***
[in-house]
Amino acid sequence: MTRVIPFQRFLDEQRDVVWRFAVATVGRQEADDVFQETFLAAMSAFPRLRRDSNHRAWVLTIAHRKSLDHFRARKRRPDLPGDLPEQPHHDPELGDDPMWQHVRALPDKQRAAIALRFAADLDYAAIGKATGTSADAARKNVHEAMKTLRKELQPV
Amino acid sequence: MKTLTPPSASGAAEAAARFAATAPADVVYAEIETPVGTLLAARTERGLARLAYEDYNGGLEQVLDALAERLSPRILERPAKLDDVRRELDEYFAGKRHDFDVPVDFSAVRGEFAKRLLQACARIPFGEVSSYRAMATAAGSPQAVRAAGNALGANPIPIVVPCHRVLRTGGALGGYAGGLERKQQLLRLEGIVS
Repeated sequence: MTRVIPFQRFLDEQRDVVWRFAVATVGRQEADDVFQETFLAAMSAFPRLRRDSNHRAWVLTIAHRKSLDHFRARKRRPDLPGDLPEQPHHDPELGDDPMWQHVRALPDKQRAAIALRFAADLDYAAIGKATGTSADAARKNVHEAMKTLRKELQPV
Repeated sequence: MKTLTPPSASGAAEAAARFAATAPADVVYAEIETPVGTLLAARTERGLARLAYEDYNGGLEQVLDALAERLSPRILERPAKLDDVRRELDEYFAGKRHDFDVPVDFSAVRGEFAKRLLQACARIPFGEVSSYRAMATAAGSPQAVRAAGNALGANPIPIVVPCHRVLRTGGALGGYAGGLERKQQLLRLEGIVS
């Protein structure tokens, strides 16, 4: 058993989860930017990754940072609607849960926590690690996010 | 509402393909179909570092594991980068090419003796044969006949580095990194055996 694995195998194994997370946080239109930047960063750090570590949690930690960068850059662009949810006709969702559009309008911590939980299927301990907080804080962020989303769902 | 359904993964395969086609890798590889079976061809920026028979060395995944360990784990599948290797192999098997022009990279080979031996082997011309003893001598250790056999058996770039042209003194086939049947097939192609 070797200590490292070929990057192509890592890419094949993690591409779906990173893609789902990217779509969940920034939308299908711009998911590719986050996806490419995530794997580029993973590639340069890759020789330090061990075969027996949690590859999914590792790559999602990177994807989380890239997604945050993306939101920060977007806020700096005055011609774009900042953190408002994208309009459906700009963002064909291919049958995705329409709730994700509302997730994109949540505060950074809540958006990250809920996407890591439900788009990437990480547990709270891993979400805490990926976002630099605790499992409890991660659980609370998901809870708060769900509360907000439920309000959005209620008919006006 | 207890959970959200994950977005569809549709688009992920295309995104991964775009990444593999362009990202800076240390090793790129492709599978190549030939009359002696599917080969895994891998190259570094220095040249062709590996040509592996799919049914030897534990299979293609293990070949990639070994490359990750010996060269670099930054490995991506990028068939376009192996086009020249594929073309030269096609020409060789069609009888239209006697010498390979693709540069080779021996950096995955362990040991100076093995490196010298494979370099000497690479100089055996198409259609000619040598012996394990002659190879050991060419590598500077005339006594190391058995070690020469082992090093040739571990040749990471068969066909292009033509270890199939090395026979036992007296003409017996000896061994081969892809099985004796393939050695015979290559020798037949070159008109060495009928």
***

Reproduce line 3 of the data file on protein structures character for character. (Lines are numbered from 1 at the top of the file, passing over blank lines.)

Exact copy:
Amino acid sequence: MKTLTPPSASGAAEAAARFAATAPADVVYAEIETPVGTLLAARTERGLARLAYEDYNGGLEQVLDALAERLSPRILERPAKLDDVRRELDEYFAGKRHDFDVPVDFSAVRGEFAKRLLQACARIPFGEVSSYRAMATAAGSPQAVRAAGNALGANPIPIVVPCHRVLRTGGALGGYAGGLERKQQLLRLEGIVS